Maria or the Wrongs of Woman
ONE morning confusion seemed to reign in the house, and Jemima came in
terror, to inform Maria, "that her master had left it, with a determination, she was
assured (and too many circumstances corroborated the opinion, to leave a doubt
of its truth) of never returning. I am prepared then," said Jemima, "to accompany
you in your flight."
Maria started up, her eyes darting towards the door, as if afraid that some one
should fasten it on her for ever.
Jemima continued, "I have perhaps no right now to expect the performance of
your promise; but on you it depends to reconcile me with the human race."
"But Darnford!"--exclaimed Maria, mournfully--sitting down again, and
crossing her arms--"I have no child to go to, and liberty has lost its sweets."
"I am much mistaken, if Darnford is not the cause of my master's flight--his
keepers assure me, that they have promised to confine him two days longer, and
then he will be free--you cannot see him; but they will give a letter to him the
moment he is free.--In that inform him where he may find you in London; fix on
some hotel. Give me your clothes; I will send them out of the house with mine,
and we will slip out at the garden-gate. Write your letter while I make these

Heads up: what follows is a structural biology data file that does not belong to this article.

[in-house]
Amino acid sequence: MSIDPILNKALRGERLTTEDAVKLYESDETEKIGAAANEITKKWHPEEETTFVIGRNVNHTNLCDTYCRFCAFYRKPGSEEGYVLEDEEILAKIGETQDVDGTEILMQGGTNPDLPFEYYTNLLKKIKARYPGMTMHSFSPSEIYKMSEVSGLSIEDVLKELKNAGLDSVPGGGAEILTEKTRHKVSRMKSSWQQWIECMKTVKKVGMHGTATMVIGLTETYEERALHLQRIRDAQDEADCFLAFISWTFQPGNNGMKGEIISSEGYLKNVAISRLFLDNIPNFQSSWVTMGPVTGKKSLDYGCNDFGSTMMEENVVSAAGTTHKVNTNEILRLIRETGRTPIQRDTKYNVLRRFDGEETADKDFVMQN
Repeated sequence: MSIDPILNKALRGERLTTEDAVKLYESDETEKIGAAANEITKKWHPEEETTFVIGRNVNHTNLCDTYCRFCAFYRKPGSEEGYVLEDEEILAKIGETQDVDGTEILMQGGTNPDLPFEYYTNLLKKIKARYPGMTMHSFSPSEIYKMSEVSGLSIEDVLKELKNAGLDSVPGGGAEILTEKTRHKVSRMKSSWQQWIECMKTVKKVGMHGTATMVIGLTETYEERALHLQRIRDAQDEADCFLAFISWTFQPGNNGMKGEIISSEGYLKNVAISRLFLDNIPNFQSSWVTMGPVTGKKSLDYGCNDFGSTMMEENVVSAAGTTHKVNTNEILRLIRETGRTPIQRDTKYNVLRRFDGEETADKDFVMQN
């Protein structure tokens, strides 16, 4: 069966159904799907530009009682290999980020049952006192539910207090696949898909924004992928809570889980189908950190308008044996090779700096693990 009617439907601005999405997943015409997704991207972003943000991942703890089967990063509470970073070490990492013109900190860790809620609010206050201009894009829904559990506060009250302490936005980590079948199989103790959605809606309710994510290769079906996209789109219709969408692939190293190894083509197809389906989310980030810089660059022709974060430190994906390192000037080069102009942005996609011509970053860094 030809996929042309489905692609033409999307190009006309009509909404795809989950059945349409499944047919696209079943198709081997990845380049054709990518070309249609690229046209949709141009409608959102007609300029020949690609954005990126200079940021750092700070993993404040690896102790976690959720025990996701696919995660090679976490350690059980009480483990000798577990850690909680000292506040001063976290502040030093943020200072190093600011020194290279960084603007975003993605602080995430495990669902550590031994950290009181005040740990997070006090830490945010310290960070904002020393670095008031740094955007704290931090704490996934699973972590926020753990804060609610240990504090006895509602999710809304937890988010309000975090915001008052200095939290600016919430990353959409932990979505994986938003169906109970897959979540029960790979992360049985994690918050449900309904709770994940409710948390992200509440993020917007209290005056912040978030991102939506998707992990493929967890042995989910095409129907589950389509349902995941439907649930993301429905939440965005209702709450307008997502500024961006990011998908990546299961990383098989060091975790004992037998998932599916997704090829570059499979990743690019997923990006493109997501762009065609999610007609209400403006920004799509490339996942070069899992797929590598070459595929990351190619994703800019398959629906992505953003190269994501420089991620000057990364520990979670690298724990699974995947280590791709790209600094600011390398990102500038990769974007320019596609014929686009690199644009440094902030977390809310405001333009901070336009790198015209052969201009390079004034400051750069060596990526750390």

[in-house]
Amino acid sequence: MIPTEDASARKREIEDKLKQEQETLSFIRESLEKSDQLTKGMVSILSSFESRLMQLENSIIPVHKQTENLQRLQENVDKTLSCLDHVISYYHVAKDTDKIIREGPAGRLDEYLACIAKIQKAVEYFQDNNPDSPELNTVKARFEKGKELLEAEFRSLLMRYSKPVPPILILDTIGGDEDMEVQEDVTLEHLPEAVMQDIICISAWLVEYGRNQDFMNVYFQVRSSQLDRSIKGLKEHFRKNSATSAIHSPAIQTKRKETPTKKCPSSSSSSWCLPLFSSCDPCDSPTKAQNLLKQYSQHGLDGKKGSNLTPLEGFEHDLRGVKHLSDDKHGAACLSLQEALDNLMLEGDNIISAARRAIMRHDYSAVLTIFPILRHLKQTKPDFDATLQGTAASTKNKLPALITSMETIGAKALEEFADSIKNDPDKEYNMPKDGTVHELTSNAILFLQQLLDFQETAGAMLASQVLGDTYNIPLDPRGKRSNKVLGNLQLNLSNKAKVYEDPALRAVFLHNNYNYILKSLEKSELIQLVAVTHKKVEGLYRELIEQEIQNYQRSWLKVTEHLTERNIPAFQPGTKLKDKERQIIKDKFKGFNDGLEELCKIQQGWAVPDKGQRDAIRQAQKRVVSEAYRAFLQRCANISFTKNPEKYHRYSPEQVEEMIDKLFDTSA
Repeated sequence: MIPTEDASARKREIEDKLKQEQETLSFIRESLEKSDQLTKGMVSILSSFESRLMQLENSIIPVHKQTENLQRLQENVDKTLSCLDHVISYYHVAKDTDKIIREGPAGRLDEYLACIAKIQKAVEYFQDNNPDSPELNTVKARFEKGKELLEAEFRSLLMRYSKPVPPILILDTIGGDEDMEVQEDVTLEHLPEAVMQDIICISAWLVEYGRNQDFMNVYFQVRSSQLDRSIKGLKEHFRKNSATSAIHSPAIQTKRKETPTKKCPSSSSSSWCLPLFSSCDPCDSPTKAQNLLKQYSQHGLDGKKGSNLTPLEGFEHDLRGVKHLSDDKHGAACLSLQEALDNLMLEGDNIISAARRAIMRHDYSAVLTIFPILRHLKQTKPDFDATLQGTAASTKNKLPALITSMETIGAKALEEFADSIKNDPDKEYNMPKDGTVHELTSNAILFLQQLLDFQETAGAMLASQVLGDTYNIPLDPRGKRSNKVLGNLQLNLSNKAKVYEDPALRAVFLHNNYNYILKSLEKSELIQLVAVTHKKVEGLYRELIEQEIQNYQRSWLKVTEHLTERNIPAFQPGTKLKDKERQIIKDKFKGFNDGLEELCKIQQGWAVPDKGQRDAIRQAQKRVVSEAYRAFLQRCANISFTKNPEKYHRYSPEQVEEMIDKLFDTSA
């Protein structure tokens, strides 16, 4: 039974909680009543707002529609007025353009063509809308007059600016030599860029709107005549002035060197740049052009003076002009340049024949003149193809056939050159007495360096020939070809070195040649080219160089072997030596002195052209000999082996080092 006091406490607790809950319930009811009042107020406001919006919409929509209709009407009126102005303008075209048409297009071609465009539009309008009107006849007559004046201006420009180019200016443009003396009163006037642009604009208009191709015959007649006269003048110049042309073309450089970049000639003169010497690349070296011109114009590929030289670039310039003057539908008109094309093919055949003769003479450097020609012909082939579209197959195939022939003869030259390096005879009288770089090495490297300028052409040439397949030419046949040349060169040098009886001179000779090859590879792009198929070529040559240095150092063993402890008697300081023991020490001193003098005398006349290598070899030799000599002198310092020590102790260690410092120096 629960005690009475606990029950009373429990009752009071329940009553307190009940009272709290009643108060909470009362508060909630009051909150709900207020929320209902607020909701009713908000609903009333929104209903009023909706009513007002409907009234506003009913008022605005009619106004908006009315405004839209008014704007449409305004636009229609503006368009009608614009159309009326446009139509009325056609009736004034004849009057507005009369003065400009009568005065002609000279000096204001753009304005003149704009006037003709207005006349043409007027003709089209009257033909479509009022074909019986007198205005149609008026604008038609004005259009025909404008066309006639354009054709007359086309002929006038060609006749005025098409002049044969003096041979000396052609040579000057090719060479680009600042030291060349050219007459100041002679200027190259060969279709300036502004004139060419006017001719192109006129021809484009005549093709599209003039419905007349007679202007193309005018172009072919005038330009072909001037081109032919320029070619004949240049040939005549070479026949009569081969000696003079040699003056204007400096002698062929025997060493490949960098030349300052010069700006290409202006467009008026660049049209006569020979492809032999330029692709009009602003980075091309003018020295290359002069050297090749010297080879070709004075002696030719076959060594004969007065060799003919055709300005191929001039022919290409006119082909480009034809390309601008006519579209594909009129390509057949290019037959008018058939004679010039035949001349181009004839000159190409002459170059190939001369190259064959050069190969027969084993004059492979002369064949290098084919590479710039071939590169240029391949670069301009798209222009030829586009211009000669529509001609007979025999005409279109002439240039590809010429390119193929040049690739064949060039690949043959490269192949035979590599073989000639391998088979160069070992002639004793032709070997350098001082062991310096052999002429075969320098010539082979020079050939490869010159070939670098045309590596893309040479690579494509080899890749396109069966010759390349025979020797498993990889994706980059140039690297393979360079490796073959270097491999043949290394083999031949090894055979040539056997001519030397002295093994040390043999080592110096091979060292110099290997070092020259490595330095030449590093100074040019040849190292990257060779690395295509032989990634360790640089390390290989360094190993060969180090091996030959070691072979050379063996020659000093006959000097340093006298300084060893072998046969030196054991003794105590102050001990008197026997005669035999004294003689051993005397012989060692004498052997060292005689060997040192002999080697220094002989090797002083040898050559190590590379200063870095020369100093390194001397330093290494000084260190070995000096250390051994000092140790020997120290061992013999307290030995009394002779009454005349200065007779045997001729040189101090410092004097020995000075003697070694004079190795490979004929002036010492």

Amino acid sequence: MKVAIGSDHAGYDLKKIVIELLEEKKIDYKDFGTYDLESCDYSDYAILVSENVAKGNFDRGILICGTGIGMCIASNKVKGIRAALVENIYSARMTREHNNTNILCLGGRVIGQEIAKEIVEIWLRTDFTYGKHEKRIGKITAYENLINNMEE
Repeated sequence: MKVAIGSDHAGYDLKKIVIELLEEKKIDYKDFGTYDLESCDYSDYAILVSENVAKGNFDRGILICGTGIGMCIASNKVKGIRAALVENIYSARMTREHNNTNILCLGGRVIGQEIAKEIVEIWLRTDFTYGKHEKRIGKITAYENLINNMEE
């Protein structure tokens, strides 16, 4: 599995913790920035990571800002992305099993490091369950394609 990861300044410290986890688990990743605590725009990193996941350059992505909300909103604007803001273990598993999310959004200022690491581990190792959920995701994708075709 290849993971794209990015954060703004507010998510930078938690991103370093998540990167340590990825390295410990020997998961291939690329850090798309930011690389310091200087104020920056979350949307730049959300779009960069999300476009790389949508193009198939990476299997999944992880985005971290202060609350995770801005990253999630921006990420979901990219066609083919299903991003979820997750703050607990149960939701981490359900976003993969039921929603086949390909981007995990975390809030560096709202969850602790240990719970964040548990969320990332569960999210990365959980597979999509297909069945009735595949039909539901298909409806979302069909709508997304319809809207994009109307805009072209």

arrangements, but lose no time!"
In an agitation of spirit, not to be calmed, Maria began to write to Darnford.
She called him by the sacred name of "husband," and bade him "hasten to her,
to share her fortune, or she would return to him."--An hotel in the Adelphi was the
place of rendezvous.
The letter was sealed and given in charge; and with light footsteps, yet
terrified at the sound of them, she descended, scarcely breathing, and with an
indistinct fear that she should never get out at the garden gate. Jemima went
A being, with a visage that would have suited one possessed by a devil,
crossed the path, and seized Maria by the arm. Maria had no fear but of being
detained--"Who are you? what are you?" for the form was scarcely human. "If
you are made of flesh and blood," his ghastly eyes glared on her, "do not stop
"Woman," interrupted a sepulchral voice, "what have I to do with thee?"--Still
he grasped her hand, muttering a curse.
"No, no; you have nothing to do with me," she exclaimed, "this is a moment of
life and death!"--
With supernatural force she broke from him, and, throwing her arms round
Jemima, cried, "Save me!" The being, from whose grasp she had loosed herself,
took up a stone as they opened the door, and with a kind of hellish sport threw it
after them. They were out of his reach.
When Maria arrived in town, she drove to the hotel already fixed on. But she
could not sit still--her child was ever before her; and all that had passed during
her confinement, appeared to be a dream. She went to the house in the suburbs,
where, as she now discovered, her babe had been sent. The moment she